Helping At-Risk Kids Get “Teen Smart”

These activities allowed both the teachers and the students to get to know us better and increase the level of trust before we attempted to introduce the idea of the Teen Smart Web site to this group of students. Often, when individuals sense that someone is genuinely interested in their thoughts and behaviors, they are more likely to actively participate in the relationship. We felt that by gaining the students’ trust we could promote greater participation and openness to using the Teen Smart Web site to enhance their health knowledge and skills.

Once the basic framework for a trusting, open and mutually participatory relationship had been established, the next step was to determine which health topics the Cleveland High students were most interested in. We also wanted to find out where they obtained their information and what being healthy meant to them. To evaluate the needs and health concerns of students in the freshman health classes, we conducted focus groups using a semi-structured interview format.

See also
Are Health Centers the Future?

The main areas of interest and concern the students expressed were issues related to weight, nutrition, drugs, sleep and sex (see “What Teens Want to Know About Health” sidebar). The recurring themes they cited as the meaning of good health were eating right, exercising and feeling good about oneself (good mental health). It is important to note that many of the students were reluctant to talk openly or expand upon sensitive areas of concern, such as sex and drug use, in a public focus group forum.

Computer-Savvy Kids

We then turned our attention to evaluating the high school students’ access to computers as well as the computer literacy of students in the health classes and the student body as a whole. We constructed a survey designed to elicit information on the students’ use of computers, knowledge of computers and frequency of use. This helped guide us in deciding what level of Internet instruction to provide to the students in their orientation to the Web site.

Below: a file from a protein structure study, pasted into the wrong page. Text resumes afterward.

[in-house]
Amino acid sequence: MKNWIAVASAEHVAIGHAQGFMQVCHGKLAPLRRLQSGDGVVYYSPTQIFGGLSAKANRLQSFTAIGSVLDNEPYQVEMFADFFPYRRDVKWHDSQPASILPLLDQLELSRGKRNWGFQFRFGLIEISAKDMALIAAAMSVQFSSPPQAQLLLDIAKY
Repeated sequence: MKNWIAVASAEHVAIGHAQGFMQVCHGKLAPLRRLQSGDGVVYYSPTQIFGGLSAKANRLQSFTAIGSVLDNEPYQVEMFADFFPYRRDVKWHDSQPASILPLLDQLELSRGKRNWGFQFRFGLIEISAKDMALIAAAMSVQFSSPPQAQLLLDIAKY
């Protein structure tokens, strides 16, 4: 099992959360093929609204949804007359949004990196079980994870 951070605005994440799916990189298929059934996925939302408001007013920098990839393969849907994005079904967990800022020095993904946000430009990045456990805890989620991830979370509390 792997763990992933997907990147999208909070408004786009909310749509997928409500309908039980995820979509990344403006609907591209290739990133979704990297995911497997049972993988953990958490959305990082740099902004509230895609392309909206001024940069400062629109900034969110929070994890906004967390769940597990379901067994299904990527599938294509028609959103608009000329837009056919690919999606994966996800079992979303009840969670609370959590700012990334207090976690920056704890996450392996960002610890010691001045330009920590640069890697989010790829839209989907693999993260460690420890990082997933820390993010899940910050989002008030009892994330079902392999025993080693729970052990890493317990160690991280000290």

To further determine whether or not a Web site was an appropriate venue for distributing health education information to these particular students, we also gathered demographic information, such as ethnicity and gender. This allowed us to assess whether the students who would be participating in the project were representative of the overall school population, and whether some groups would need differential approaches to instruction.

All of these pieces of information were vitally important to assessing the feasibility of integrating a Web site into the existing health class curriculum and teen clinic services. We distributed the computer use survey to the health classes and then to the entire school during a lunch period. Over 300 students participated in this voluntary and anonymous survey.

The results revealed that most students had high levels of access to computers and the Internet. Of the students surveyed, 99% had used a computer and 75% said they used the computer at least every week. Students used the computer most often for schoolwork, games and job-related information. In addition, 67% said they used the Internet at least once a week.

We also learned that 72% of the respondents had access to a computer at home, and 83% of those computers had Internet access. This was surprising given the high proportion of low- income and immigrant students in the school. Both genders were well represented in the survey as were the different ethnic groups found at the school.

Welcome to Our Web Site